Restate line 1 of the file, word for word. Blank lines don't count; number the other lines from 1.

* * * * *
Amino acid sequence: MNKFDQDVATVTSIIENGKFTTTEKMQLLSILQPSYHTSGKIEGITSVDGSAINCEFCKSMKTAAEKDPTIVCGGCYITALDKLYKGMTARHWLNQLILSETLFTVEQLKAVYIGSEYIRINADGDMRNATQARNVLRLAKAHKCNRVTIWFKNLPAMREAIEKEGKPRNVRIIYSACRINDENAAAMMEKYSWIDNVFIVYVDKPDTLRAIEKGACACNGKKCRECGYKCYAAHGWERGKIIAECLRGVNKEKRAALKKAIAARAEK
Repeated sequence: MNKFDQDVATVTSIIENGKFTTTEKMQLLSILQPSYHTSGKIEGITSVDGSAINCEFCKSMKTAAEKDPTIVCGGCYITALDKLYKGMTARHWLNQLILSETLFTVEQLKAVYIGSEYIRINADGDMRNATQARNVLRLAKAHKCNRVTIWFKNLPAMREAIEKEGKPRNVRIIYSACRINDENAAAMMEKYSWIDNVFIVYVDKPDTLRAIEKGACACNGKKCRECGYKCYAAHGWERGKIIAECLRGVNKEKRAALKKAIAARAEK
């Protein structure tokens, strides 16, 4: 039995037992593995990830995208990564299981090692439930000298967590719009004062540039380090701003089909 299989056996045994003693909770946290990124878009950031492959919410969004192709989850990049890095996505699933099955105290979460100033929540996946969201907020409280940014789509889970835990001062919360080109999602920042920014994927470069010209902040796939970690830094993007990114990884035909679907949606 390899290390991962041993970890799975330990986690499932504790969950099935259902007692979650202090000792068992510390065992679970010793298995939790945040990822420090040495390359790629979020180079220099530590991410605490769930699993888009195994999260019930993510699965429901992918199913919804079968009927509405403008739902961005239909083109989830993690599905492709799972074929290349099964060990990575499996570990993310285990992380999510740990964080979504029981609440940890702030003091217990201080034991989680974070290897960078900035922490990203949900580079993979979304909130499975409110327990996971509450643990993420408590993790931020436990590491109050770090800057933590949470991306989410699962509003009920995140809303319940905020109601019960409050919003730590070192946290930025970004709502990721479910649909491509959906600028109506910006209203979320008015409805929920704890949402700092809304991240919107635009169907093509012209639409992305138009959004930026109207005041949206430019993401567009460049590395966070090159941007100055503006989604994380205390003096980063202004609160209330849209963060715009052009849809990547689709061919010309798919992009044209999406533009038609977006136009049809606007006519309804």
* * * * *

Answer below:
Amino acid sequence: MNKFDQDVATVTSIIENGKFTTTEKMQLLSILQPSYHTSGKIEGITSVDGSAINCEFCKSMKTAAEKDPTIVCGGCYITALDKLYKGMTARHWLNQLILSETLFTVEQLKAVYIGSEYIRINADGDMRNATQARNVLRLAKAHKCNRVTIWFKNLPAMREAIEKEGKPRNVRIIYSACRINDENAAAMMEKYSWIDNVFIVYVDKPDTLRAIEKGACACNGKKCRECGYKCYAAHGWERGKIIAECLRGVNKEKRAALKKAIAARAEK